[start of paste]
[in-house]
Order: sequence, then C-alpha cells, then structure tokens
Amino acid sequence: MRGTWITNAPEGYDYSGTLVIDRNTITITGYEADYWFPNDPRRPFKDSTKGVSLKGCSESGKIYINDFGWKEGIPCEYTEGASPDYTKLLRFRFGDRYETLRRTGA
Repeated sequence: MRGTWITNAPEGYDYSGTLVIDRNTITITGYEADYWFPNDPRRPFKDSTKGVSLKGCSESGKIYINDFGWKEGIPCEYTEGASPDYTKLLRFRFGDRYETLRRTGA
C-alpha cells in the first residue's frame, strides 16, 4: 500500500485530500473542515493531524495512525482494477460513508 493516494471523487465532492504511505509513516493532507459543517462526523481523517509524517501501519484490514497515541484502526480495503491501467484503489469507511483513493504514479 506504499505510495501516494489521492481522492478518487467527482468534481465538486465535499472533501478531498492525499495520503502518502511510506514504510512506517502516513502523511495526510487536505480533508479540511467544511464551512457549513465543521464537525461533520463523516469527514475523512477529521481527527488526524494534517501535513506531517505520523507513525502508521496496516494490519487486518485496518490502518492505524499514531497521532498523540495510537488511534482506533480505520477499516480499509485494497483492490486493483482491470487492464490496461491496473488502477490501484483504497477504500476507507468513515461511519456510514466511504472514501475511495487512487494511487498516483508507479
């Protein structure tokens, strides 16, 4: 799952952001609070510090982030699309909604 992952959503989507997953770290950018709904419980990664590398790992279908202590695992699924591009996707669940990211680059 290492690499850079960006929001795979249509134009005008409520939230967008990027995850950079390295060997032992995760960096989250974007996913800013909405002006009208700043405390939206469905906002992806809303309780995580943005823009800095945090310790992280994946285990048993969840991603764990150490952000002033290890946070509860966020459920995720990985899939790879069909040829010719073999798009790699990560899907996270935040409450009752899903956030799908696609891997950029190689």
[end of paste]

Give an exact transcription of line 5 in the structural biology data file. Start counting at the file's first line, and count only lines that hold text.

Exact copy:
C-alpha cells in the first residue's frame, strides 16, 4: 500500500485530500473542515493531524495512525482494477460513508 493516494471523487465532492504511505509513516493532507459543517462526523481523517509524517501501519484490514497515541484502526480495503491501467484503489469507511483513493504514479 506504499505510495501516494489521492481522492478518487467527482468534481465538486465535499472533501478531498492525499495520503502518502511510506514504510512506517502516513502523511495526510487536505480533508479540511467544511464551512457549513465543521464537525461533520463523516469527514475523512477529521481527527488526524494534517501535513506531517505520523507513525502508521496496516494490519487486518485496518490502518492505524499514531497521532498523540495510537488511534482506533480505520477499516480499509485494497483492490486493483482491470487492464490496461491496473488502477490501484483504497477504500476507507468513515461511519456510514466511504472514501475511495487512487494511487498516483508507479